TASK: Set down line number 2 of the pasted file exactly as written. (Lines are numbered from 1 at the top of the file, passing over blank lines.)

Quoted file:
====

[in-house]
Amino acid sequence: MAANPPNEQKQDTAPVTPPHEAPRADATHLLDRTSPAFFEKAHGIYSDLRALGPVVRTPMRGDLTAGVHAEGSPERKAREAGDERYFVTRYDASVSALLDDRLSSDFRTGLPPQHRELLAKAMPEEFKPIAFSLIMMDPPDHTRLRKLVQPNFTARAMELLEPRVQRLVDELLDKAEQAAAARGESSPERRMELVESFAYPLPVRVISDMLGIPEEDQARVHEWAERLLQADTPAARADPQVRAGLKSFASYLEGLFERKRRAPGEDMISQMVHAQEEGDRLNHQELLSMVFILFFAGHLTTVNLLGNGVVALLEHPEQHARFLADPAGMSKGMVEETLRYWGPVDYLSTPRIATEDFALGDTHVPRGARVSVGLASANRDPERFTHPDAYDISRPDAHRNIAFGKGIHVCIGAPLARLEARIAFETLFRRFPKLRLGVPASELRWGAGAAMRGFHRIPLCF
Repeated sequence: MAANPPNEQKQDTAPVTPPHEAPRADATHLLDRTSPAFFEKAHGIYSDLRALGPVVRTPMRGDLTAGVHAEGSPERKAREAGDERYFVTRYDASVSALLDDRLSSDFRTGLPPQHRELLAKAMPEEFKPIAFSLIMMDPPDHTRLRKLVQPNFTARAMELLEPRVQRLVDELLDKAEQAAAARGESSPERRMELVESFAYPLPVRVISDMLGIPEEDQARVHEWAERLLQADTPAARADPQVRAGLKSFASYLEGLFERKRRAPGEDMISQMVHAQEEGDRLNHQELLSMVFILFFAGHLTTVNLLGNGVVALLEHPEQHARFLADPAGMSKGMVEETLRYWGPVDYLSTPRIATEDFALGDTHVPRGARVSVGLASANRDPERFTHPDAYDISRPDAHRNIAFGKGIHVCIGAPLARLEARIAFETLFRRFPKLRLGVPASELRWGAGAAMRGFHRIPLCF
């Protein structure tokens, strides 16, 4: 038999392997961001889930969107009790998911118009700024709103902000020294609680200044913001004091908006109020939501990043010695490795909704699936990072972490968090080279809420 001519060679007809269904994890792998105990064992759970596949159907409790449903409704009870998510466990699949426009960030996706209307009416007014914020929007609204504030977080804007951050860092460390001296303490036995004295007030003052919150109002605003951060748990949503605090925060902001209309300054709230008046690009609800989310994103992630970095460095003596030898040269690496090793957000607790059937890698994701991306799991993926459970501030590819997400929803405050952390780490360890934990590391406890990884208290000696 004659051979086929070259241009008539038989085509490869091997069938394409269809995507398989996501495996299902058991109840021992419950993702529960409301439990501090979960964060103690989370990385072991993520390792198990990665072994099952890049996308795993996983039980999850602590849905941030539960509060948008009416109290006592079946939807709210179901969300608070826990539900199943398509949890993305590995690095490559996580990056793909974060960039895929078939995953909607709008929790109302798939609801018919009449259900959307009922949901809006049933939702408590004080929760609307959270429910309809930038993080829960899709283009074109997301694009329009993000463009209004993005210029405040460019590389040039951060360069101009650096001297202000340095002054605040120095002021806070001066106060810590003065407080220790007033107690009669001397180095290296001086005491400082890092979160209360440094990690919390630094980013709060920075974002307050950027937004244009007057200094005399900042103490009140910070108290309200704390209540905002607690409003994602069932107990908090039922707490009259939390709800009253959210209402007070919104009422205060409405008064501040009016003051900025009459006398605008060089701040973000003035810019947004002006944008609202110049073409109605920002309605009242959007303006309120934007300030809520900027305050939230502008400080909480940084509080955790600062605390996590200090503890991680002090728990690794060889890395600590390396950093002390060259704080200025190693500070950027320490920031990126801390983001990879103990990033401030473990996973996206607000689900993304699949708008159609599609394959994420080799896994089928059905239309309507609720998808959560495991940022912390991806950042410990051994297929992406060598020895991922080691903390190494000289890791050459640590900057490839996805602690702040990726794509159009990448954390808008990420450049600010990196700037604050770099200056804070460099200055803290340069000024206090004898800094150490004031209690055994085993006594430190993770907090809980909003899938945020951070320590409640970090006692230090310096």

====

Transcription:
Amino acid sequence: MAANPPNEQKQDTAPVTPPHEAPRADATHLLDRTSPAFFEKAHGIYSDLRALGPVVRTPMRGDLTAGVHAEGSPERKAREAGDERYFVTRYDASVSALLDDRLSSDFRTGLPPQHRELLAKAMPEEFKPIAFSLIMMDPPDHTRLRKLVQPNFTARAMELLEPRVQRLVDELLDKAEQAAAARGESSPERRMELVESFAYPLPVRVISDMLGIPEEDQARVHEWAERLLQADTPAARADPQVRAGLKSFASYLEGLFERKRRAPGEDMISQMVHAQEEGDRLNHQELLSMVFILFFAGHLTTVNLLGNGVVALLEHPEQHARFLADPAGMSKGMVEETLRYWGPVDYLSTPRIATEDFALGDTHVPRGARVSVGLASANRDPERFTHPDAYDISRPDAHRNIAFGKGIHVCIGAPLARLEARIAFETLFRRFPKLRLGVPASELRWGAGAAMRGFHRIPLCF